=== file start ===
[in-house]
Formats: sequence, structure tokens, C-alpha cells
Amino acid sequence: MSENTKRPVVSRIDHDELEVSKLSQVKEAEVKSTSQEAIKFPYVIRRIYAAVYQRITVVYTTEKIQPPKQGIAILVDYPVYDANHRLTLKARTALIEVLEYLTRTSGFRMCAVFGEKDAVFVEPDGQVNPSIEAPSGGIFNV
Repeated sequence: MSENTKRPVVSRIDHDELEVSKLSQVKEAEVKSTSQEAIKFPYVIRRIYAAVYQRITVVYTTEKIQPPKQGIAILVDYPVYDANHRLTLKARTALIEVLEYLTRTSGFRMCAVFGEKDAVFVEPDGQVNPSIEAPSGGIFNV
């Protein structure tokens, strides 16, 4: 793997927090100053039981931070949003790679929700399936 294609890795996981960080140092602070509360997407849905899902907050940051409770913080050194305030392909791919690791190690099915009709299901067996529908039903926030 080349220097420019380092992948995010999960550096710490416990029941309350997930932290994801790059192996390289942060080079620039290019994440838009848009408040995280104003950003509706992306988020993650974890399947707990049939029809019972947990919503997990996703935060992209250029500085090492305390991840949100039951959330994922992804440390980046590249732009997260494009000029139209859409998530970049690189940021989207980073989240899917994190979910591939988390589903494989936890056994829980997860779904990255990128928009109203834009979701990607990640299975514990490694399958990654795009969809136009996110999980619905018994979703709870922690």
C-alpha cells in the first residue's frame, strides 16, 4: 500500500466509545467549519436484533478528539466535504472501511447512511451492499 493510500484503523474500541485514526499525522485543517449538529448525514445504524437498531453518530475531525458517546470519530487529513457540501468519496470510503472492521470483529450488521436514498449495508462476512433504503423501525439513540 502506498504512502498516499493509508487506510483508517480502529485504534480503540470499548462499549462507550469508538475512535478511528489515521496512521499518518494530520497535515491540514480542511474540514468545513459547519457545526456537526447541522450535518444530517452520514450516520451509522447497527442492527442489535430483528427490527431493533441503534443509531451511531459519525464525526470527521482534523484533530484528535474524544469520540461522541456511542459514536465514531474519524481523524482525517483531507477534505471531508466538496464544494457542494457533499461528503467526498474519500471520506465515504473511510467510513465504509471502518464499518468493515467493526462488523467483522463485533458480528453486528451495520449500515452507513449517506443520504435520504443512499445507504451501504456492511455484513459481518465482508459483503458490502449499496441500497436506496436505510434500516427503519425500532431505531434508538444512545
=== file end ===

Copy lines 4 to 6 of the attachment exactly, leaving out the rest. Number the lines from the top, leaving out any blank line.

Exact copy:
Repeated sequence: MSENTKRPVVSRIDHDELEVSKLSQVKEAEVKSTSQEAIKFPYVIRRIYAAVYQRITVVYTTEKIQPPKQGIAILVDYPVYDANHRLTLKARTALIEVLEYLTRTSGFRMCAVFGEKDAVFVEPDGQVNPSIEAPSGGIFNV
């Protein structure tokens, strides 16, 4: 793997927090100053039981931070949003790679929700399936 294609890795996981960080140092602070509360997407849905899902907050940051409770913080050194305030392909791919690791190690099915009709299901067996529908039903926030 080349220097420019380092992948995010999960550096710490416990029941309350997930932290994801790059192996390289942060080079620039290019994440838009848009408040995280104003950003509706992306988020993650974890399947707990049939029809019972947990919503997990996703935060992209250029500085090492305390991840949100039951959330994922992804440390980046590249732009997260494009000029139209859409998530970049690189940021989207980073989240899917994190979910591939988390589903494989936890056994829980997860779904990255990128928009109203834009979701990607990640299975514990490694399958990654795009969809136009996110999980619905018994979703709870922690």
C-alpha cells in the first residue's frame, strides 16, 4: 500500500466509545467549519436484533478528539466535504472501511447512511451492499 493510500484503523474500541485514526499525522485543517449538529448525514445504524437498531453518530475531525458517546470519530487529513457540501468519496470510503472492521470483529450488521436514498449495508462476512433504503423501525439513540 502506498504512502498516499493509508487506510483508517480502529485504534480503540470499548462499549462507550469508538475512535478511528489515521496512521499518518494530520497535515491540514480542511474540514468545513459547519457545526456537526447541522450535518444530517452520514450516520451509522447497527442492527442489535430483528427490527431493533441503534443509531451511531459519525464525526470527521482534523484533530484528535474524544469520540461522541456511542459514536465514531474519524481523524482525517483531507477534505471531508466538496464544494457542494457533499461528503467526498474519500471520506465515504473511510467510513465504509471502518464499518468493515467493526462488523467483522463485533458480528453486528451495520449500515452507513449517506443520504435520504443512499445507504451501504456492511455484513459481518465482508459483503458490502449499496441500497436506496436505510434500516427503519425500532431505531434508538444512545